* A passage of Scripture they had never read before?

* An ex-cathedra declaration of a first Pope (or its equivalent)?

* A direct word from Jesus himself?

They changed their entire understanding of their faith based on a dream Peter had and their intuitions about what the Holy Spirit was telling them! This is really strange as these people were overturning things that were written in the scriptures that were completely unequivocal.

In the book of Leviticus, chapter eleven, it is written: do not eat pork!

“The pig, though it has a split hoof, does not chew the cud; it is unclean to you. You shall not eat its flesh or touch its dead bodies; they are unclean to you.” (Leviticus 11:7-8)

Here it is, in black and white! You can’t argue with that, can you?

On the one hand you have the Word of God in all its unequivocalness. On the other hand, you have Peter’s last dream. Which would you consider authorized? The disciples go with the dream!

This does not feel comfortable to me! As a good evangelical with a great love for the scriptures, I know how you argue for something new and innovative. Do what Keith does in his latest article on gay marriage (found at http://www.arestlessfaith.com.au).

* You do a deep exegetical analysis of the wording of the law in question

* Compare this biblical law with other biblical laws.

* See how the Bible writers themselves could have adapted laws similar to this?

Peter and the other apostles of Jesus do absolutely none of these things. They accept Peter’s dream and seemingly disregard everything else!

This is painful, as it is actually this method of biblical scholarship that allows us evangelical Christians to draw our line on who are legitimate interpreters of God’s word and who are not!

This is how we judge who can be taken seriously as a spiritual teacher. We seek out this kind of scholarship and listen to those who play it and engage in intelligent conversation by the rules of this game, and those who don’t play this game (like the ones who wake up and want to tell us everything). the things God has taught them while they sleep) are discarded!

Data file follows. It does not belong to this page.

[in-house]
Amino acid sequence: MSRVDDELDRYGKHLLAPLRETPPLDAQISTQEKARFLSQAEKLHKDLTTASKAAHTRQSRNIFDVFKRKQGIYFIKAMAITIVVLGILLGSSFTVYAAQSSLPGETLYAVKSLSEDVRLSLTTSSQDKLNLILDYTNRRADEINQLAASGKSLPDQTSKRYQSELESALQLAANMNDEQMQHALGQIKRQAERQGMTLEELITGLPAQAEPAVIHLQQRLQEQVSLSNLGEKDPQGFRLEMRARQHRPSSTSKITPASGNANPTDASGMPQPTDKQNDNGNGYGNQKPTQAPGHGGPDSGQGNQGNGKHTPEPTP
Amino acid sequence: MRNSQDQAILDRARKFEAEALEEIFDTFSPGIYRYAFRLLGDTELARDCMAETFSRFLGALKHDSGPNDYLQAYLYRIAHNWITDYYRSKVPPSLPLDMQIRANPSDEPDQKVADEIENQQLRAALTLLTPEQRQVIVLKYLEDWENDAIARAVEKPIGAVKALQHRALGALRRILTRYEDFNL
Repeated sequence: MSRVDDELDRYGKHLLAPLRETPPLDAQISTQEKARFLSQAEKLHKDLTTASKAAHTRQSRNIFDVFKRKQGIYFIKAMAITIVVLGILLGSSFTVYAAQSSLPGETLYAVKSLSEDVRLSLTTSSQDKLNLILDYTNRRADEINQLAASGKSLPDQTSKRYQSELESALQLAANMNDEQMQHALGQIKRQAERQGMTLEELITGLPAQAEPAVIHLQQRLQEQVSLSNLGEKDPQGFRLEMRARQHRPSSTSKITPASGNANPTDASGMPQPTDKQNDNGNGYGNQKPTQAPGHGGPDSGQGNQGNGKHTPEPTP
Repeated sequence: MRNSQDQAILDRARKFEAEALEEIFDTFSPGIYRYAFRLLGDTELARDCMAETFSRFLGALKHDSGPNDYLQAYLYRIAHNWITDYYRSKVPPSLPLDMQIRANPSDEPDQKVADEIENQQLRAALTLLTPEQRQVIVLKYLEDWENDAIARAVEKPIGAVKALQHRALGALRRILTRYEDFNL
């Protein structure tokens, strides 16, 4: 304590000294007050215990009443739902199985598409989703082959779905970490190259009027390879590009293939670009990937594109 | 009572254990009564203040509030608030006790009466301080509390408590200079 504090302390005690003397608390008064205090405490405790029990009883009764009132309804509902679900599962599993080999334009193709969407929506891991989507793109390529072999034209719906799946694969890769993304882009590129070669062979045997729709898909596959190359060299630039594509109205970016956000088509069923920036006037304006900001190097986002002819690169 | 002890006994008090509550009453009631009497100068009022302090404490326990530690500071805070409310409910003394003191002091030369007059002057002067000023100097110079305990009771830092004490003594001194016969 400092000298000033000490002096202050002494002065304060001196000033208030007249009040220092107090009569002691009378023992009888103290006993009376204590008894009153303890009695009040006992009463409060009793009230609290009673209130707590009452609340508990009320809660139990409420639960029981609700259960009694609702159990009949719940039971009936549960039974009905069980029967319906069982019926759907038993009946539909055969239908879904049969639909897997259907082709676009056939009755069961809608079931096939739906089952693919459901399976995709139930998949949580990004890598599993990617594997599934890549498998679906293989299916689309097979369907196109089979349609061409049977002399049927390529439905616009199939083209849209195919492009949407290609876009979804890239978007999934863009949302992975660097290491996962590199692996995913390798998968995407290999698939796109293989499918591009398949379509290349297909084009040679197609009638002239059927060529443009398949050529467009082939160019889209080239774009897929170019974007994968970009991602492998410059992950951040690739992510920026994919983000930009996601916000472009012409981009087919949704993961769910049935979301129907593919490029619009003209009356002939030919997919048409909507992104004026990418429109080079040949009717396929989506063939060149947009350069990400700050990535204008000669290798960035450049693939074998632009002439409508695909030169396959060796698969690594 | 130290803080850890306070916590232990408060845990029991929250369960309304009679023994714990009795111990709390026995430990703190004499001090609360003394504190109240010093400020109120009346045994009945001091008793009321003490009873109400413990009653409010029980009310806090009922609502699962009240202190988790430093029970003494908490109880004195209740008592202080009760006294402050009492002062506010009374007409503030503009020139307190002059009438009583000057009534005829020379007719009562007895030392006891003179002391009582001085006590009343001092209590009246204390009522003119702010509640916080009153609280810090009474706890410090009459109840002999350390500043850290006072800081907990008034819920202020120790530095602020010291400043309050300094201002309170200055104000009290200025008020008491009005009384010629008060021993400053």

But we cannot erase the Apostles, nor can we erase this dream, since we know that this dream came from God. And I don’t know why God couldn’t have revealed all of this to the apostles in a Bible study, but He didn’t!

And where are we going with this? What principles for biblical interpretation can we draw from it? What divine communication template can we put in place based on this story? How can we use this experience to better predict God’s will and activities in the future? As far as I can see, there are no satisfactory answers to any of these questions!

What we evangelicals tend to forget is that God is God and that God will do whatever God wants to do. God will communicate with us in whatever way He sees fit, and in the end, there is no way to predict what God will do next.

And all this is very difficult to take! I have enough trouble trying to find room in my heart for the homeless and refugees without having to make room at the top for a God whose moves I cannot anticipate and whose mind and being I will never truly understand!

And then maybe there is a personal message in this passage for me after all? The personal word for me today seems to be this: expect the unexpected, let God be God, and dream the dreams He gives you!

May God add His blessing (and His personal message) to the reading of His word.